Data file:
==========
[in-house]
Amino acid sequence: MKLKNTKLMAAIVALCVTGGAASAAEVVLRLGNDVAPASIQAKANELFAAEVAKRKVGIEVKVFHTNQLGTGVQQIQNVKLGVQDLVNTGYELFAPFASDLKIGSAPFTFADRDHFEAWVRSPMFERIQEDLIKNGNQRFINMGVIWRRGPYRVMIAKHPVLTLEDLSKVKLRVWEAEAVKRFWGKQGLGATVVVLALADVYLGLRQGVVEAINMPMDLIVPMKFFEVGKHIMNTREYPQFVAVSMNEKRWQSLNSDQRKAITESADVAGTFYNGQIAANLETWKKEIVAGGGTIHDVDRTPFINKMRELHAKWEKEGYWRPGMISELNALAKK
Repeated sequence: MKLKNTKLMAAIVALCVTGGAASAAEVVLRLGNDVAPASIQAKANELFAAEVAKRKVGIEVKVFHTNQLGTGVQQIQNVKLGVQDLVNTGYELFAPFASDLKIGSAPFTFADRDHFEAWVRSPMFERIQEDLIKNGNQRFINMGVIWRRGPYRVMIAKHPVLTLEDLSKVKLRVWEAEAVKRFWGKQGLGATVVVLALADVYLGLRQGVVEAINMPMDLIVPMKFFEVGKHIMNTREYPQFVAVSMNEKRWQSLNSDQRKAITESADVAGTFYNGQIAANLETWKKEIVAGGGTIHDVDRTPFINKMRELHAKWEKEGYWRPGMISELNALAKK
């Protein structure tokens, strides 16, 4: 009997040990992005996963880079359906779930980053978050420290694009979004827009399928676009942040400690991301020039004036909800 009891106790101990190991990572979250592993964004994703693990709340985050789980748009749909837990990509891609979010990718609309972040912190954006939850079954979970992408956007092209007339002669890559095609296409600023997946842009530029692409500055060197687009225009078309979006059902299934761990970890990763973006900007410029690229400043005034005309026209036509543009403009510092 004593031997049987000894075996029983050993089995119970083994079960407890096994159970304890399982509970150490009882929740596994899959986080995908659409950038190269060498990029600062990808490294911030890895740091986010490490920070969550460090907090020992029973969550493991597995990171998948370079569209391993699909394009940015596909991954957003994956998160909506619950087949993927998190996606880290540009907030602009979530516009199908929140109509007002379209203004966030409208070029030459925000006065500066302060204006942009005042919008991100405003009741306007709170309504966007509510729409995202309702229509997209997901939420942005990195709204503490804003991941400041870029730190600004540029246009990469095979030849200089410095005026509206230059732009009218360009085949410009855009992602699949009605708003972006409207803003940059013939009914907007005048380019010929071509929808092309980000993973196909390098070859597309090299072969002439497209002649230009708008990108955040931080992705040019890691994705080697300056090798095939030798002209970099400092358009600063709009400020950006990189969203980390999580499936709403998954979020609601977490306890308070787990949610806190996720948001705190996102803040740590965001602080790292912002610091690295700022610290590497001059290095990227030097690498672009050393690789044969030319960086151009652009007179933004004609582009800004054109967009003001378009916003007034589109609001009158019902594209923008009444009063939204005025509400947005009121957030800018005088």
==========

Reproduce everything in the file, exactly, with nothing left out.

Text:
[in-house]
Amino acid sequence: MKLKNTKLMAAIVALCVTGGAASAAEVVLRLGNDVAPASIQAKANELFAAEVAKRKVGIEVKVFHTNQLGTGVQQIQNVKLGVQDLVNTGYELFAPFASDLKIGSAPFTFADRDHFEAWVRSPMFERIQEDLIKNGNQRFINMGVIWRRGPYRVMIAKHPVLTLEDLSKVKLRVWEAEAVKRFWGKQGLGATVVVLALADVYLGLRQGVVEAINMPMDLIVPMKFFEVGKHIMNTREYPQFVAVSMNEKRWQSLNSDQRKAITESADVAGTFYNGQIAANLETWKKEIVAGGGTIHDVDRTPFINKMRELHAKWEKEGYWRPGMISELNALAKK
Repeated sequence: MKLKNTKLMAAIVALCVTGGAASAAEVVLRLGNDVAPASIQAKANELFAAEVAKRKVGIEVKVFHTNQLGTGVQQIQNVKLGVQDLVNTGYELFAPFASDLKIGSAPFTFADRDHFEAWVRSPMFERIQEDLIKNGNQRFINMGVIWRRGPYRVMIAKHPVLTLEDLSKVKLRVWEAEAVKRFWGKQGLGATVVVLALADVYLGLRQGVVEAINMPMDLIVPMKFFEVGKHIMNTREYPQFVAVSMNEKRWQSLNSDQRKAITESADVAGTFYNGQIAANLETWKKEIVAGGGTIHDVDRTPFINKMRELHAKWEKEGYWRPGMISELNALAKK
């Protein structure tokens, strides 16, 4: 009997040990992005996963880079359906779930980053978050420290694009979004827009399928676009942040400690991301020039004036909800 009891106790101990190991990572979250592993964004994703693990709340985050789980748009749909837990990509891609979010990718609309972040912190954006939850079954979970992408956007092209007339002669890559095609296409600023997946842009530029692409500055060197687009225009078309979006059902299934761990970890990763973006900007410029690229400043005034005309026209036509543009403009510092 004593031997049987000894075996029983050993089995119970083994079960407890096994159970304890399982509970150490009882929740596994899959986080995908659409950038190269060498990029600062990808490294911030890895740091986010490490920070969550460090907090020992029973969550493991597995990171998948370079569209391993699909394009940015596909991954957003994956998160909506619950087949993927998190996606880290540009907030602009979530516009199908929140109509007002379209203004966030409208070029030459925000006065500066302060204006942009005042919008991100405003009741306007709170309504966007509510729409995202309702229509997209997901939420942005990195709204503490804003991941400041870029730190600004540029246009990469095979030849200089410095005026509206230059732009009218360009085949410009855009992602699949009605708003972006409207803003940059013939009914907007005048380019010929071509929808092309980000993973196909390098070859597309090299072969002439497209002649230009708008990108955040931080992705040019890691994705080697300056090798095939030798002209970099400092358009600063709009400020950006990189969203980390999580499936709403998954979020609601977490306890308070787990949610806190996720948001705190996102803040740590965001602080790292912002610091690295700022610290590497001059290095990227030097690498672009050393690789044969030319960086151009652009007179933004004609582009800004054109967009003001378009916003007034589109609001009158019902594209923008009444009063939204005025509400947005009121957030800018005088």